According to a new study released today by the journal Euromed (Volume 1:3, April 1, 2008, pp 13-26), the so-called “French paradox” can be applied to other populations successfully. In an eight year, double-blind, randomized controlled trial, Americans from two major urban areas were fed either their usual diet, or a typical French diet, including, but not limited to, wine with all meals (except breakfast, if breakfast occurred before 8 am), foie gras at least three times weakly, butter-based sauces, and crusty bread. In another arm, an urban French population was given a “typical American” diet, including, but not limited to, at least one meal of fast food daily, four servings of soda-pop, and other specialty foods, such as Philly cheese steaks, Chicago hot dogs, and Detroit coney islands.
According to Dr. Etienne D’Estang, who headed up the French arm of the study, “Perhaps ‘les sanglots longs des violons de l’automne blessent mon coeur,’ but butter doesn’t.”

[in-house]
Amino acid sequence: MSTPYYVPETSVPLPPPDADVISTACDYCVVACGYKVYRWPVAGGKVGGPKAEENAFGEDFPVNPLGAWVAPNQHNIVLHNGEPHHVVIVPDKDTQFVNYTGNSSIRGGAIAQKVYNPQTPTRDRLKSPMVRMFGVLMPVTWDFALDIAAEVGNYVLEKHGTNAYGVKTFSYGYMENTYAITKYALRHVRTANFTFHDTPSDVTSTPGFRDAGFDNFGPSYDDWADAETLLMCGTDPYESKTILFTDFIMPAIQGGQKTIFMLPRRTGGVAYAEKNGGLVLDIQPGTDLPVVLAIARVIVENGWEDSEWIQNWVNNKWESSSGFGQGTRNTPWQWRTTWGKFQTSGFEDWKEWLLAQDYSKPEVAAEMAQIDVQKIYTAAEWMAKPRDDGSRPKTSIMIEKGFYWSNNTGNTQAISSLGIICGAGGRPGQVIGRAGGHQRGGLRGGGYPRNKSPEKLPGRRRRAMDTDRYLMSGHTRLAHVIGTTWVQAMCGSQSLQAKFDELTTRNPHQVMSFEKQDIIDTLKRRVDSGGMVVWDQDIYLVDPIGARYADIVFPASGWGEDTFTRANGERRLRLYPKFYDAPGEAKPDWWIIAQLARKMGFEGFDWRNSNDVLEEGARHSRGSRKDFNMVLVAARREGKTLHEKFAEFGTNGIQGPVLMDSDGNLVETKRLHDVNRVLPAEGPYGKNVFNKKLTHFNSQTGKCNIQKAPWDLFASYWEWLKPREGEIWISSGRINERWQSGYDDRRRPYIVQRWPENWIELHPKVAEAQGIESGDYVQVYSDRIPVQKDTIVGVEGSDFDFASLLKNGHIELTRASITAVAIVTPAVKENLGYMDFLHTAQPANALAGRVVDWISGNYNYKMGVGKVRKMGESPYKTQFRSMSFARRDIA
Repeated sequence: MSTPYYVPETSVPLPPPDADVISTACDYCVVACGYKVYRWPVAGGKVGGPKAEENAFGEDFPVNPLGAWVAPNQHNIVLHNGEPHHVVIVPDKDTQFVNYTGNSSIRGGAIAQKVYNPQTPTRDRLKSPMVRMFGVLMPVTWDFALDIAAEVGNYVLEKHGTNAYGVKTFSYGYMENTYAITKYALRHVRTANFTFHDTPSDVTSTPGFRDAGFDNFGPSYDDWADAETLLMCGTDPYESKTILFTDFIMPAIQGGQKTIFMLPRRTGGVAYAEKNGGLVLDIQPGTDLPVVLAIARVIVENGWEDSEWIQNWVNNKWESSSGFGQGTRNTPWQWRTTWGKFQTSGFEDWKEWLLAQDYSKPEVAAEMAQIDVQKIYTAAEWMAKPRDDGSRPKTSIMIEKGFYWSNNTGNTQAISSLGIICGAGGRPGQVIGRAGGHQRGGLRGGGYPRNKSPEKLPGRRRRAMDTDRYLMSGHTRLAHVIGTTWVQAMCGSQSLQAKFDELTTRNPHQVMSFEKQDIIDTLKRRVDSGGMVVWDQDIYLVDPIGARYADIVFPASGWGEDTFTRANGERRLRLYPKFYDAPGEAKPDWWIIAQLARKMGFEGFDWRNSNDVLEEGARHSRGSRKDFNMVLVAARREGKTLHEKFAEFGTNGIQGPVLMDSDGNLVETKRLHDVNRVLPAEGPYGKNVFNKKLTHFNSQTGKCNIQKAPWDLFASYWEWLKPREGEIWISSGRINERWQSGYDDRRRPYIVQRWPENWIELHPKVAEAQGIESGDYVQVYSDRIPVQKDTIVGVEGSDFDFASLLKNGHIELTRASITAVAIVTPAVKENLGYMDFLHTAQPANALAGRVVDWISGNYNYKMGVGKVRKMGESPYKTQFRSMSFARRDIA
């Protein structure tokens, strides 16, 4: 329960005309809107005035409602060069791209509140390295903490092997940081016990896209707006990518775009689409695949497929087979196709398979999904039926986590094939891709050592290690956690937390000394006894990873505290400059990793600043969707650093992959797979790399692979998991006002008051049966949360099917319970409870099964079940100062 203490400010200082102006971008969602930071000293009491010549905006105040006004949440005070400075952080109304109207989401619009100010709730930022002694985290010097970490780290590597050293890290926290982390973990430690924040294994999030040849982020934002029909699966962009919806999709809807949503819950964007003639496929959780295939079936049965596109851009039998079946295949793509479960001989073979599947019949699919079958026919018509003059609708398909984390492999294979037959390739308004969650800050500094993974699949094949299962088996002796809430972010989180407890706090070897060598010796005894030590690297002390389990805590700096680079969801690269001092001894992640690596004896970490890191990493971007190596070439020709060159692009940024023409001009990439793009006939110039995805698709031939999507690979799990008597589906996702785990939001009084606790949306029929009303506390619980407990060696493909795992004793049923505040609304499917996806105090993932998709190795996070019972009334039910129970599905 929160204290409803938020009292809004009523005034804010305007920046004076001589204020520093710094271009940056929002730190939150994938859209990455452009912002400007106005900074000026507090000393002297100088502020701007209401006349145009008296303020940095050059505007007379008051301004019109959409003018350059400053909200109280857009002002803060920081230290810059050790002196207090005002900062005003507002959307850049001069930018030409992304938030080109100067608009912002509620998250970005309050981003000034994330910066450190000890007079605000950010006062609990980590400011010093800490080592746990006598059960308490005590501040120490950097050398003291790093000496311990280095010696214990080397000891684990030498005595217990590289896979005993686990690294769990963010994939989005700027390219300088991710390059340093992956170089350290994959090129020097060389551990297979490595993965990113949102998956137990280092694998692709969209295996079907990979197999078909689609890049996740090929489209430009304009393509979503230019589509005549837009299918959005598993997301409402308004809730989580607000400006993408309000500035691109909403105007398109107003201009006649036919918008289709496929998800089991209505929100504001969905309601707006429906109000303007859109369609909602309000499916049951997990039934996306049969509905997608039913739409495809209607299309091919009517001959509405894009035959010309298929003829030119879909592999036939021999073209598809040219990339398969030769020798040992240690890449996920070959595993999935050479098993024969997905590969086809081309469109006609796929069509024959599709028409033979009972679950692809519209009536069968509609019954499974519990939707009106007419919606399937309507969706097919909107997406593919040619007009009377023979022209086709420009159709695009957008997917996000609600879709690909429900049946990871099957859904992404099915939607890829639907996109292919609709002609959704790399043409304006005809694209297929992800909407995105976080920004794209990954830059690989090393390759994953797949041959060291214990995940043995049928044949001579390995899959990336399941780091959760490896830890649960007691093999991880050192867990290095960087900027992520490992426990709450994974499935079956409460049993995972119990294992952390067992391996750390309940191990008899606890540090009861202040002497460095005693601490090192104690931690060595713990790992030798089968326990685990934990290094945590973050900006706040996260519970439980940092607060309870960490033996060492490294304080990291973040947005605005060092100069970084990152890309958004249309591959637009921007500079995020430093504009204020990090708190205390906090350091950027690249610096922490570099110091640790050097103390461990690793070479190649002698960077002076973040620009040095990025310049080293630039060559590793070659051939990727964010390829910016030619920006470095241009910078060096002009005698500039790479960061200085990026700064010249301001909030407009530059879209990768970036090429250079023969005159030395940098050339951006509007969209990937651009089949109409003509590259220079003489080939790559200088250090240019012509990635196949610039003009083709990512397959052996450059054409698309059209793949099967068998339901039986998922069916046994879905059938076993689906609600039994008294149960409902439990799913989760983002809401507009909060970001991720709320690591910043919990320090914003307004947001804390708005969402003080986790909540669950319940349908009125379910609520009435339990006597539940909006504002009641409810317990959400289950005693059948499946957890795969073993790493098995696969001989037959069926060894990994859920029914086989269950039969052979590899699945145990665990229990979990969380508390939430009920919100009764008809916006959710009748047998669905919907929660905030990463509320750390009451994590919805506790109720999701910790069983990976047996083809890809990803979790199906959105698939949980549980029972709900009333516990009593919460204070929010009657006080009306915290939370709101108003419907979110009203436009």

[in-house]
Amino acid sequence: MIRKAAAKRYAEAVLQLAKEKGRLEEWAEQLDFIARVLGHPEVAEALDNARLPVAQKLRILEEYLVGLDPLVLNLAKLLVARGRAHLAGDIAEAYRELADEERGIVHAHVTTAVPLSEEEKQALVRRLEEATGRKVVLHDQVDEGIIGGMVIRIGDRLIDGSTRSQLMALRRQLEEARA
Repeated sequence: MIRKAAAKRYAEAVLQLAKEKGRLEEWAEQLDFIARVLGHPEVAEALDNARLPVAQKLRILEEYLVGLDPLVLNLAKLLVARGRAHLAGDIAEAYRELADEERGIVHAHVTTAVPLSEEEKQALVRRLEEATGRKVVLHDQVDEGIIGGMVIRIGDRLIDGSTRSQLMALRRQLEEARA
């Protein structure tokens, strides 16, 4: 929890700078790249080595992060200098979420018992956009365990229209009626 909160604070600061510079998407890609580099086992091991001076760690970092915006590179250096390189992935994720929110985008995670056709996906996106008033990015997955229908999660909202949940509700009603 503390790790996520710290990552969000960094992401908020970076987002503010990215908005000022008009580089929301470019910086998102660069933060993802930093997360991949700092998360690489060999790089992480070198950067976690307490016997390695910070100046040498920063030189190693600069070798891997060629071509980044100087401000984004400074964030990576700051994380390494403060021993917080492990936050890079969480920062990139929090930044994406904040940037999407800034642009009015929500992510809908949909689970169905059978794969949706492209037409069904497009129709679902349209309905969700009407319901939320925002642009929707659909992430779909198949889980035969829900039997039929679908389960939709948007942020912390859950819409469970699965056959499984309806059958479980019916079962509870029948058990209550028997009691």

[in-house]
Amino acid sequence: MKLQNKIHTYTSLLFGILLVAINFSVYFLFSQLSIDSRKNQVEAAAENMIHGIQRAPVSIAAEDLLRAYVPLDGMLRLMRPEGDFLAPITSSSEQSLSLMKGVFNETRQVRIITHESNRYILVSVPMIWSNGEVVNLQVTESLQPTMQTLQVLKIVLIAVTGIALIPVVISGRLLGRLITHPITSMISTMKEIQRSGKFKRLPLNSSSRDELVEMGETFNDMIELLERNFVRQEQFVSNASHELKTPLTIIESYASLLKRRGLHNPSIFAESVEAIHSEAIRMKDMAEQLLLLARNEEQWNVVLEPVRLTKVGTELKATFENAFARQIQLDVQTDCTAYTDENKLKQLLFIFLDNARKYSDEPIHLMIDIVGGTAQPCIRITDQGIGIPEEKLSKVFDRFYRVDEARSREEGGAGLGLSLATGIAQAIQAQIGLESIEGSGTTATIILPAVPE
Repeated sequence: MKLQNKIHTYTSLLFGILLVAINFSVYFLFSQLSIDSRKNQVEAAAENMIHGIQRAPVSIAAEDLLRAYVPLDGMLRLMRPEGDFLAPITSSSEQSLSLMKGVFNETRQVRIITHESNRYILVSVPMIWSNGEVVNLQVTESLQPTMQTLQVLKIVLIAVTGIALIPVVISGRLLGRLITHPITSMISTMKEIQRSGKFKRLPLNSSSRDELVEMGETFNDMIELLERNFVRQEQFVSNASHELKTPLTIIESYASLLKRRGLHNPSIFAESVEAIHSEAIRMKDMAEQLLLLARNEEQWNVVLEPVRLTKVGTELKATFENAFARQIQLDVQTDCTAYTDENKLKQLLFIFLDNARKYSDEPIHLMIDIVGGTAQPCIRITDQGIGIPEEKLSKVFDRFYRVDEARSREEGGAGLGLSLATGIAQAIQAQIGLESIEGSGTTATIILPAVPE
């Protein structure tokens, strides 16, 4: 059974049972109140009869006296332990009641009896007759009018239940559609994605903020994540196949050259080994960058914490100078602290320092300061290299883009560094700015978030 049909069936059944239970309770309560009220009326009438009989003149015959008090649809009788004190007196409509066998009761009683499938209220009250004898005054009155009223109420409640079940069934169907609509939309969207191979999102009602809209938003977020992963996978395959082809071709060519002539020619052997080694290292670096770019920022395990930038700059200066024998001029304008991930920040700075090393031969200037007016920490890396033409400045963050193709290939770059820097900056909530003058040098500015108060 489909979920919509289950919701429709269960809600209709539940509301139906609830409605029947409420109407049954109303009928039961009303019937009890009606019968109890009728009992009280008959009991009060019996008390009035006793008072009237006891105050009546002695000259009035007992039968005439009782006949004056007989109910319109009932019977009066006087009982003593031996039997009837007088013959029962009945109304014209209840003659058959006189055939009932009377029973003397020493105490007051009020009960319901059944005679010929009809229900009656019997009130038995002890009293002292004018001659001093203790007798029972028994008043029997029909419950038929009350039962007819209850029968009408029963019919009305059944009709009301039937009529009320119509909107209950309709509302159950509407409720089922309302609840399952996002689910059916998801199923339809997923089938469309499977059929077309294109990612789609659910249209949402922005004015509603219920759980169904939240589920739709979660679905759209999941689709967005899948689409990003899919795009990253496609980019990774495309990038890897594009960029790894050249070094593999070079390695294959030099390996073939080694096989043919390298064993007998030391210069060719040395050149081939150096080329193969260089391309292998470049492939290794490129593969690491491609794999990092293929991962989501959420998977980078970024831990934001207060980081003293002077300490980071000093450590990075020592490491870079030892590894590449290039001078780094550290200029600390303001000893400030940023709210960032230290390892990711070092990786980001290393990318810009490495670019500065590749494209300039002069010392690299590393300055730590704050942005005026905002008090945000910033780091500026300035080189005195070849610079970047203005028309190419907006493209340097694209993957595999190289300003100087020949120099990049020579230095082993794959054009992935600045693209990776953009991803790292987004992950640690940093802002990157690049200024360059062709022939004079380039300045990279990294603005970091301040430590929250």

The investigators concluded:
While our results are by no means conclusive, it appears that a typical French diet, which includes red wine, foie gras, and butter, can improve the health of populations unaccustomed to such habits. Our study did not reveal the reason behind this effect, in which Americans who were on the diet gained an average of 21% increase in longevity, but it appears to be a certain je ne sais quoi. On l’autre main, the French population exposed to typical American merde lost an average of 50% longevity.
Ms Patricia Watanabe, for People for the Ethical Treatment of Animals (PETA), decried the results:
The current study in no way should encourage Americans to engage in the cruel production of foie gras. If it means sacrificing a few years of life, well, that’s the price we pay for not torturing our animal brothers and sisters.
Meanwhile, it’s too early to make any definitive conclusions. First would American’s be willing to eat like the French? What effects might this have on other aspects of American life.
Charlie Woltanski, of the American Sausage Makers Local #125 in Chicago said, “I don’t care how good for you that crap is, if it isn’t a good frank or brat made on the south side, forget it.”